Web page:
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Tinuviel

Mrs. Huddleston of Greenwood School

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by , December 30th, 2016 at 08:40 PM (91 Views)
Forever ago, I posted my first blog (The Eyes of a Stranger), and planned on posting more but...didn't get around to it! So, here's another piece of flash-fiction, Mrs. Huddleston of Greenwood School. Enjoy! I would love your comments or critique!



“All the teachers at Greenwood School are exactly the same.” My best friend Leslie told me on my first day of high school. Since she had been going to the school longer than I had, I took her word for it. But I soon discovered by depressing evidence that Leslie was dismally correct in her statement.

Cool, calculated, infinitely competent and modern…and boring. Men and women in their early thirties or shading into their forties. Or even a few in their late forties trying unsuccessfully to look thirty again. People who didn’t give a rap about the subjects they taught or the students they taught them to, who were just as eager for the weekends as we were. They were all the same, until I met Mrs. Huddleston.

Mrs. Huddleston taught history, which was my last class of the day and by then I was feeling tired and bored and I wanted to be home.

All I ever knew of Mrs. Huddleston’s past life was what I heard from a classmate: she had married her childhood sweetheart when she was seventeen, he and their infant son had died in a car crash two years later. Widowed at age nineteen, Mrs. Huddleston had never remarried. She had somehow fought her way though college, and had been teaching school since she was twenty-five. Now she must have been at least seventy, but this was hard to remember because she acted younger than most of us did. It was easy to overlook her wrinkles when you looked into the birdlike eyes, and the white hair was completely eclipsed by her vivacious personality. She was excitable and energetic, and laughed easily. She was clumsy and forgetful and plain. She was easily distracted and would lose her thoughts mid-sentence or sometimes in the middle of the word. But there was never a doubt in my mind or in the minds of my fellow students that she loved her subject.

She could get lost in the pages of a history book the way some people loose themselves in a book or get sucked into an electronic device. When she read history she sometimes laughed or cried or clapped her hands. When she spoke, her homely face glowed with the enthusiasm of her inner knowledge that she was so eager to impart to us all. And somehow, with the knowledge she gave to us she managed to give an infusion of her love. It was not just a love for her subject, but a love for the whole race of humans; and in some strange way, she gave it to all of us. Mrs. Huddleston just cared about people. As often as I saw her laugh or cry or clap her hands over a battle in a history book, I saw her laugh or cry or clap her hands over the victories that were being won in her classroom by the students who were her soldiers.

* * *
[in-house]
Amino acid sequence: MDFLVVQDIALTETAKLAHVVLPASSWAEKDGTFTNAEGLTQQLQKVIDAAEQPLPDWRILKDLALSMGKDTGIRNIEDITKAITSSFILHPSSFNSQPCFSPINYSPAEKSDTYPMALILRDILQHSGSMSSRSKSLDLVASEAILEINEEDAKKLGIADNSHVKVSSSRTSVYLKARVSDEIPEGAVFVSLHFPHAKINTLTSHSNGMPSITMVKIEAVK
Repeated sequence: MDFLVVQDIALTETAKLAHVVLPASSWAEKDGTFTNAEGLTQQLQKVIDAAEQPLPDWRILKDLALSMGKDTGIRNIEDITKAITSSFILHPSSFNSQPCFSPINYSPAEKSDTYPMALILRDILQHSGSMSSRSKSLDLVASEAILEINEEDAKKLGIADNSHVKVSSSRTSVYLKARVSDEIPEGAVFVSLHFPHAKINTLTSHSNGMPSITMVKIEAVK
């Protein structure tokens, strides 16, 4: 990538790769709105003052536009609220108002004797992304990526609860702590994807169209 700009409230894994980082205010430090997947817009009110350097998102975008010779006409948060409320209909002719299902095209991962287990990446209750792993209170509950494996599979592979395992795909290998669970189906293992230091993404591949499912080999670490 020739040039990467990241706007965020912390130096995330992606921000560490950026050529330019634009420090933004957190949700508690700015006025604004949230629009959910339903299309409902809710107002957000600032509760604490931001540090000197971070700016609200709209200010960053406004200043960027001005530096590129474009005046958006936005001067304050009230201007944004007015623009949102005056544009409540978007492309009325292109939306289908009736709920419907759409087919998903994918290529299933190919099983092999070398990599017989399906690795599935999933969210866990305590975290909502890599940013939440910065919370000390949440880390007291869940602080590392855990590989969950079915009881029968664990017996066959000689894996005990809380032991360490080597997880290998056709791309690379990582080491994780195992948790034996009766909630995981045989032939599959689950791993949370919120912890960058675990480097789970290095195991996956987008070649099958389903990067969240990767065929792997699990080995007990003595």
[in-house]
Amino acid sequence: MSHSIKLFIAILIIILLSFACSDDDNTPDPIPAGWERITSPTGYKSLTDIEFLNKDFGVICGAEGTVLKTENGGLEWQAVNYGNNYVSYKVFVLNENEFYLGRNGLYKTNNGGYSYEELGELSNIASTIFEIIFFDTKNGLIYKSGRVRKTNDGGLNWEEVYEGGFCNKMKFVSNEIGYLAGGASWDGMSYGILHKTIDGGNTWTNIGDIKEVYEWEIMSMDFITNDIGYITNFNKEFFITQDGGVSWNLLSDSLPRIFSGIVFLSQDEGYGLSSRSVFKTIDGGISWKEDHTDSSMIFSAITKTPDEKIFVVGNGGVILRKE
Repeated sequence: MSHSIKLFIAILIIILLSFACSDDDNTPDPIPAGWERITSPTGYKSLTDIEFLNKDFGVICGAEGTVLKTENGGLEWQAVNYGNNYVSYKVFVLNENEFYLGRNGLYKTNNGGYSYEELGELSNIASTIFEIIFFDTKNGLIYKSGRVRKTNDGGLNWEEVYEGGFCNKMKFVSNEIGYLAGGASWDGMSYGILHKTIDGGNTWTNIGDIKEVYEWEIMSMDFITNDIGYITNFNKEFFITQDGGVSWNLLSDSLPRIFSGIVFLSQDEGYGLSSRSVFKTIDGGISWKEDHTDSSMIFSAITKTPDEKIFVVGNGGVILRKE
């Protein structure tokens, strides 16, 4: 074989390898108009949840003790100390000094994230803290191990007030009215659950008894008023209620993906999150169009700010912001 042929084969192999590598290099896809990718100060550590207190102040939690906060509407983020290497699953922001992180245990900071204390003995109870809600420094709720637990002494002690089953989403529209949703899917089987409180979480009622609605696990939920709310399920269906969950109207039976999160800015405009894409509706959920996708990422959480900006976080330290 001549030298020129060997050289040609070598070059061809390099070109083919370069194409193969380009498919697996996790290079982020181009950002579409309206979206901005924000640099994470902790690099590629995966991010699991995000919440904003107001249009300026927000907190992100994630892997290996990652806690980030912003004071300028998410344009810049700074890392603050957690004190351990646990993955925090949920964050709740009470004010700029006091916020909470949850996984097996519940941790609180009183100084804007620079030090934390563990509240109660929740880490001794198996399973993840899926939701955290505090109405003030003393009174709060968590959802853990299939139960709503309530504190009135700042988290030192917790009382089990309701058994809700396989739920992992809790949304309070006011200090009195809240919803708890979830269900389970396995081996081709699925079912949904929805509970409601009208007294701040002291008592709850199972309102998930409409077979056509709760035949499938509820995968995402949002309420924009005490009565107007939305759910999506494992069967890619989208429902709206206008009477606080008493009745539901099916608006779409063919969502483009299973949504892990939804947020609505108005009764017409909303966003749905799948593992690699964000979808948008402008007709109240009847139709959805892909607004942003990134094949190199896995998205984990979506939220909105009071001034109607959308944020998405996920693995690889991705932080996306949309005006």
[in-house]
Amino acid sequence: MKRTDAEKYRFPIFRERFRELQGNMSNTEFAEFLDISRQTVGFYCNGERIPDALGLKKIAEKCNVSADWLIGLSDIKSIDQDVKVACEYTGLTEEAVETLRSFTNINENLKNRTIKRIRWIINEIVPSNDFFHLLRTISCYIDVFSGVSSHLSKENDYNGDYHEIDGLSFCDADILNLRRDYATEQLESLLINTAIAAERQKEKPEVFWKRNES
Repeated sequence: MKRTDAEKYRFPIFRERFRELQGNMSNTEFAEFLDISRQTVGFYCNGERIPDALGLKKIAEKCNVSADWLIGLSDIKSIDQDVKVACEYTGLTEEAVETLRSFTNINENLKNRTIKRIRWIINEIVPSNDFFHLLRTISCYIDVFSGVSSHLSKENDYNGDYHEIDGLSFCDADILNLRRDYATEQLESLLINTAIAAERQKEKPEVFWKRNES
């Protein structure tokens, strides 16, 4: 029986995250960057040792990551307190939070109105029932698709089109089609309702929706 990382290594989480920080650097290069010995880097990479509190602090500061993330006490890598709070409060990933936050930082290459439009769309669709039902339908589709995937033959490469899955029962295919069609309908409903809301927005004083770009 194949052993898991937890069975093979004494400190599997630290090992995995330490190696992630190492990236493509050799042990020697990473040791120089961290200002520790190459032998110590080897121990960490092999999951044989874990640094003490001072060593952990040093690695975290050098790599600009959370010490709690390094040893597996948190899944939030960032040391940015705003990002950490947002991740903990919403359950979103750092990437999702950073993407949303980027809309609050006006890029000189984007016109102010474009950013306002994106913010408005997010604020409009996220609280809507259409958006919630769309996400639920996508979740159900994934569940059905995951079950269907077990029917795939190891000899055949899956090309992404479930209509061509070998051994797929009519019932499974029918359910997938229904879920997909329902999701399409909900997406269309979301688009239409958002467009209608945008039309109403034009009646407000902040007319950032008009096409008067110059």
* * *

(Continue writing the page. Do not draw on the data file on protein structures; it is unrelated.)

All that was over nearly a decade ago. Today I no longer live in Greenwood, and I seldom hear anything to make me remember the little town of my childhood. But this morning I received an envelope in the mail that for a time made me forget my rushed schedule and transported me back in time. There was no letter of explanation in the envelope, there was no return address. It was a single newspaper clipping that I have never been able to trace.

In the article it mentioned Greenwood High School, and as I continued to read, a feeling of sadness and loss crept over me. Loss for myself, and loss for the tiny world of Greenwood School. The high school was happy to introduce their new history teacher, Mr. Bell. The article spoke warmly of Bell’s credentials, and mentioned in passing, barely giving it space or thought that the last teacher of history had been dismissed based on complaints offered by other teachers that accused her of being “old fashioned and incompetent”.

I sat there a long time; not reading the article, merely thinking. Now Leslie could truly say, “All the teachers at Greenwood School are exactly the same.”

I imagined Mr. Bell in the history classroom: efficient, using the newest methods. Cool, calculated, infinitely competent and modern…and boring.

I looked at my watch. If I didn’t hurry, I would be late getting to my college where I was to deliver my first lecture on history. I had been building up to this moment all my life, yet strangely I had never been sure I was ready for it. Now, I knew.
The End

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